Online security is a growing problem, and will continue to be. The suggestions below are intended to be helpful and practical. Implementing them may seem overwhelming, but are strongly recommended. Even if you take a gradual approach to implement these ideas, you will be more secure.
- You should never use the same password or just a few passwords for all of your online activities.
- You should try to use as many unique passwords as possible.
- Your passwords should be strong, which means they should contain at least 8 characters or more, and have at least one of each of the following, as permitted by a specific website: capitalized letter, lower case letter, number, other type of item (such as @, #, $, %, *, &)
- Bad passwords: 1234567, password, Mary123
- Better passwords: g8*RT@wj, RtyU&3#5
- See the difference?
- You should change your passwords at least 2 times per year. As many people use the change to and from daylight savings time to check their smoke detector batteries, the same can apply as a reminder to change your passwords two times per year.
- When asked for security questions, you should not use the same questions and answers over again across multiple websites. If a website was hacked, this backup security provision would then be worthless at other websites.
- Do not store your passwords on a piece of paper or sticky notes. Do not carry them around in your briefcase or purse.
- For security questions, be creative. It is not a quiz. You don’t need to use real answers. For example, if the question asks you what street you grew up on, you don’t need to use the real name of the street. Make up a different street name, and keep track of it.
- This strategy is recommended, as many of the questions ask for items that could be public knowledge or easily searchable by someone else.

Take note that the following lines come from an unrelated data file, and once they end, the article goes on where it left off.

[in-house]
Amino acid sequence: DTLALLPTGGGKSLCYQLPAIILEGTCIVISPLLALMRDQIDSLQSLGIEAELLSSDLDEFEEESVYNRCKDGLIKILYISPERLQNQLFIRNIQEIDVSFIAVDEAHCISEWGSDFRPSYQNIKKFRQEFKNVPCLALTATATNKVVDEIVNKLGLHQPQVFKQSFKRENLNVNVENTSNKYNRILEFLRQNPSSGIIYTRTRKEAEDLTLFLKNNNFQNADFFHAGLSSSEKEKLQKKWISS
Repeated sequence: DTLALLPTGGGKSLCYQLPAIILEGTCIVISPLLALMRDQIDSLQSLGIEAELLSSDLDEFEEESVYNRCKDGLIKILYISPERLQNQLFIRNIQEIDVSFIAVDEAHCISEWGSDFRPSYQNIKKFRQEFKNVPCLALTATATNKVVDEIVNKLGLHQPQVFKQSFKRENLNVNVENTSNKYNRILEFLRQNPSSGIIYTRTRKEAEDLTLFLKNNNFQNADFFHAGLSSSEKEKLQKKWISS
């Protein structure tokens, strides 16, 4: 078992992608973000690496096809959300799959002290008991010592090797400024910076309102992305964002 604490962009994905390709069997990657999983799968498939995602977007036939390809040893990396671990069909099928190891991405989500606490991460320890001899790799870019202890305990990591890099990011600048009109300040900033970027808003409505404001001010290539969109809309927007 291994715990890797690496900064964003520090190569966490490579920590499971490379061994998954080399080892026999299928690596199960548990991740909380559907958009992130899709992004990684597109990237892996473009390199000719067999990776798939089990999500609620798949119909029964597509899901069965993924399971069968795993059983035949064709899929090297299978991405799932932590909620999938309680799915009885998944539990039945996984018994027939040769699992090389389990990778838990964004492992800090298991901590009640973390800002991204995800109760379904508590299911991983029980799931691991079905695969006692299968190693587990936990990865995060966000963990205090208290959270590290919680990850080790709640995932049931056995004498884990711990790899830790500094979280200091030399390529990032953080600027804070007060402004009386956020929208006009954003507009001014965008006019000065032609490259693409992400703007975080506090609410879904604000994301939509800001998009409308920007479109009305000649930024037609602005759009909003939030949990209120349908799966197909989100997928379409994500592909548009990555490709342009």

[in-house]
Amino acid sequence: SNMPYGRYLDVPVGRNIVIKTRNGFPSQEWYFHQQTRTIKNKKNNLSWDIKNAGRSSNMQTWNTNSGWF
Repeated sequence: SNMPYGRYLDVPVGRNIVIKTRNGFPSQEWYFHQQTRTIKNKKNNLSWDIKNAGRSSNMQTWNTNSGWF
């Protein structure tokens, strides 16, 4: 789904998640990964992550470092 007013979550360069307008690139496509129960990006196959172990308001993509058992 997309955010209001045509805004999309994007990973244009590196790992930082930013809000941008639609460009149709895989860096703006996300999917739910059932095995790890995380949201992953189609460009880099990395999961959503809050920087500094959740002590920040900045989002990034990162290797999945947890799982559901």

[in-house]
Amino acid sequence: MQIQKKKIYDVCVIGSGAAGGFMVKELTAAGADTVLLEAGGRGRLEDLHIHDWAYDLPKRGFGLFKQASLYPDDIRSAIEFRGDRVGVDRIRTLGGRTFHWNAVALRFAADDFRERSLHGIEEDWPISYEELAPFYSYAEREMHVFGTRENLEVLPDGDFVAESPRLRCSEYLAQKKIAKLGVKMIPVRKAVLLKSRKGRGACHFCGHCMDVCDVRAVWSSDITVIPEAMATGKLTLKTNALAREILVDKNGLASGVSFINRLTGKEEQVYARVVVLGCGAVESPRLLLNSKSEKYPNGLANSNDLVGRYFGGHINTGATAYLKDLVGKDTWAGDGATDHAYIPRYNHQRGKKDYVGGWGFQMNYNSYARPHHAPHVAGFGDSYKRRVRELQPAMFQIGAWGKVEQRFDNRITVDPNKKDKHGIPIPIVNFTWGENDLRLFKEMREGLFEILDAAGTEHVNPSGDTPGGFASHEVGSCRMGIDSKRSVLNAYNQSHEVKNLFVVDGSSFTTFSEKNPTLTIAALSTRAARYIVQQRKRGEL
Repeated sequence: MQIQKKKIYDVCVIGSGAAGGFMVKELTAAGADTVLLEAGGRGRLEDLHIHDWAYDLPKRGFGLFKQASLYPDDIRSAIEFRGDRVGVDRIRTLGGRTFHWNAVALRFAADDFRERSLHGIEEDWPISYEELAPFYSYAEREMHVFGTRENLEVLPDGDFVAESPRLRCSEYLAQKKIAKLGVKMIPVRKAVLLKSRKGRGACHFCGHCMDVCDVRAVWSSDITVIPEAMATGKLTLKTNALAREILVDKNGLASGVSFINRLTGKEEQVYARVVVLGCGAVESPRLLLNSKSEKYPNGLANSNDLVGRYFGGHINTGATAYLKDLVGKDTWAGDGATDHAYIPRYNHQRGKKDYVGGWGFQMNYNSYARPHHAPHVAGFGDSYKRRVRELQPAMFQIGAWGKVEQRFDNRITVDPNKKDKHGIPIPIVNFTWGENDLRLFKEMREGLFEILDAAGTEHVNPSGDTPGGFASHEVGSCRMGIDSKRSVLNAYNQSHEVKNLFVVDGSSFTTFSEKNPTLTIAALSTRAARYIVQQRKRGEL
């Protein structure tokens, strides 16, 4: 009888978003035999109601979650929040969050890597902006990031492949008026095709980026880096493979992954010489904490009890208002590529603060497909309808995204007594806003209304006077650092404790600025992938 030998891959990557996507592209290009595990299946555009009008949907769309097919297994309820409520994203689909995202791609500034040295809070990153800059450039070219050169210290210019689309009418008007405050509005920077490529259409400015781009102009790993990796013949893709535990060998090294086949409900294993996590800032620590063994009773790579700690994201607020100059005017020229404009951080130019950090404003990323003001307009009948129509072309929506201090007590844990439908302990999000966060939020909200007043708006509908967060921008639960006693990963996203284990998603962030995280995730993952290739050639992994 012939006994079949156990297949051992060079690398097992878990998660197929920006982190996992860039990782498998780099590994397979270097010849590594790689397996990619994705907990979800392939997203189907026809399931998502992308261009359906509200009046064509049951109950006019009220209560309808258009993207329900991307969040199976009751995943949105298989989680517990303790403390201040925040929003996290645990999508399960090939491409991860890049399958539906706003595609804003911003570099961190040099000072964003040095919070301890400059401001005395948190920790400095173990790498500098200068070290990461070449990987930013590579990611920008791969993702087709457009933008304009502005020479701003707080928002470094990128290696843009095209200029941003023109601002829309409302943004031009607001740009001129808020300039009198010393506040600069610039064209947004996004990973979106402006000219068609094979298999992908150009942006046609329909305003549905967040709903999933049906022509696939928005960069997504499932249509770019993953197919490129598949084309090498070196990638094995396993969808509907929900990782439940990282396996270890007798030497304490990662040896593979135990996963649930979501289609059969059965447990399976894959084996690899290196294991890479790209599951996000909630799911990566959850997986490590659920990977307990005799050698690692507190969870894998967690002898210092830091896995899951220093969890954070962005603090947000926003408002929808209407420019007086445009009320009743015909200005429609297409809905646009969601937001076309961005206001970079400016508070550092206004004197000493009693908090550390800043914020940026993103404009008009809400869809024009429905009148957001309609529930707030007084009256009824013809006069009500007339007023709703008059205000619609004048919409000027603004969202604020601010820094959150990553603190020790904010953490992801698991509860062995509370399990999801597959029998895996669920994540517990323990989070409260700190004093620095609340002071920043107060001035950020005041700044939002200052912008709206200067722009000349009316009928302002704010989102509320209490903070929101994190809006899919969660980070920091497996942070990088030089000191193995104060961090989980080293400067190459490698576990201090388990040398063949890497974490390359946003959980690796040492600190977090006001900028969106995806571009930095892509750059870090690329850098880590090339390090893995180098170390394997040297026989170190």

- Sample question and answers:
- City you were born in? Bad answer: Detroit
- Good Answers: Costco, Macy’s, red, Middlebelt
- These recommendations may sound complicated and difficult to implement. If you use a password manager program, such as 1Password or LastPass, implementing these suggestions is much easier and realistic. These applications can store and enable you to retrieve all your passwords, security questions and other data. These programs can be added to your computer, laptop and mobile devices such as an iPad and cell phone.
- I have used 1Password for a number of years. It takes a little learning, but it is incredibly worthwhile and a huge timesaver.
- See my prior blog post on using 1Password, Click here.
- If you get an email notification from a website or financial institution, you should not click on the link in that email, as it could be fraudulent. It is better to go the website directly yourself and login to handle the matter. This way you will know that you are actually going to the website you intend to.
- If you go to a website and you need to have them send you a new password, username or security question, be sure to then change that item again, after you have logged on. Then you should delete the email they sent to you, with the new information.
- For example, if you forget your password to wsj.com and they email you a new one, you should logon to wsj.com, use the new password they just provided, then immediately change it to a completely different password that you have not previously used.
- Do not ever respond to requests for money or wire transfers, even if sent from a good friend or someone you know, stating it is urgent or an emergency. If you get an email request from a friend for money, always call the person. Verify the authenticity of the request, but not via email or online. This account may have been hacked and the person you are replying to may be a hacker, even though you think it is someone you know.
- Do not email your social security number, your birthdate, or credit card numbers and security code.
I recently attended a conference that featured cyber security experts from Charles Schwab. One of the speakers was formerly with the FBI’s cyber security division. They explained that online hacking and obtaining your passwords, user names, etc. is a huge business. These hackers know that most people (73%) use the same passwords across nearly all the websites they log into.
Hackers may obtain your login information from something like espn.com (non-financial) or your e-mail account. Once they have one piece of information, it may be useful to them to start to gathering other data and eventually accessing your bank, credit card or more personal websites. This is why I’m recommending all these steps above.
I hope you take the time to implement these recommendations. Change a few passwords today!